Shanghai


SHANGHAI

I have been living in China just short a year now. Most of my travels have been in the Yunnan Province. I just returned from a few weeks on the other side of China. So I think it best to break up my blog into two parts. First Shanghai and then Beijing.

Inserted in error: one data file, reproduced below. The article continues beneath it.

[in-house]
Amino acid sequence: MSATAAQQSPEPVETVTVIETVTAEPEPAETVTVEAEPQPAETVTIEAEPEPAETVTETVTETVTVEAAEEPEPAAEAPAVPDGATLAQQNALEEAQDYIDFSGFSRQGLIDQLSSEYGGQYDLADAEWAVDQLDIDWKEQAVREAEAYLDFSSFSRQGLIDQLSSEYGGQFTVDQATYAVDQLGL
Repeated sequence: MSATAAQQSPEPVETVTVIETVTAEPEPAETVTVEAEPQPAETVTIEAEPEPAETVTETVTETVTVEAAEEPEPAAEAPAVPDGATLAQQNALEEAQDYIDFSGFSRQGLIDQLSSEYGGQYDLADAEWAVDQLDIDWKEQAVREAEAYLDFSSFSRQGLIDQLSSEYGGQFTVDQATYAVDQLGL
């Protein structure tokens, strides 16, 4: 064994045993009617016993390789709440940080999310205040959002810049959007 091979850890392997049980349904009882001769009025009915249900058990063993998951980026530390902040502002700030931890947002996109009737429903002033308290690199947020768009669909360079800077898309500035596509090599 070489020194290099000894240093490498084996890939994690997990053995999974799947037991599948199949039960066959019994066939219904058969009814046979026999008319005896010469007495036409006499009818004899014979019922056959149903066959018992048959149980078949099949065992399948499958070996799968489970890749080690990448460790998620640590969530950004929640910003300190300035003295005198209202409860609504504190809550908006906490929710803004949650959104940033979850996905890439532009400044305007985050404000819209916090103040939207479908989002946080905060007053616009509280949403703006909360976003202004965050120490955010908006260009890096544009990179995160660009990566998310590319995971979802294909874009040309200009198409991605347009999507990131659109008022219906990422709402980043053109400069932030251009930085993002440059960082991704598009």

When foreigners travel to the US, they mostly go directly to NYC, then to LA and Las Vegas. When they return home, they have seen “America” and many end up with a bit distorted view of the USA. Well I kind of did the same thing… only in reverse. My experiences in rural China have been my first introduction to China. This contrast to American culture can be quite different to Chinese lifestyle. Kunming is a small city of about 3 million people. But out of the 55 minority cultures found in China, Kunming is very unique in that it has 25 of these minorities living here. Needless to say it makes this city very culturally diverse environment. So whereas Kunming is a small sized city, it is mostly made up of very traditional people with a very old cultural heritage. In short, arriving in Shanghai was a real eye opener for me. You could compare it to growing up in Little Rock, then going to NYC for this first time. *pic Shanghai Day, Nite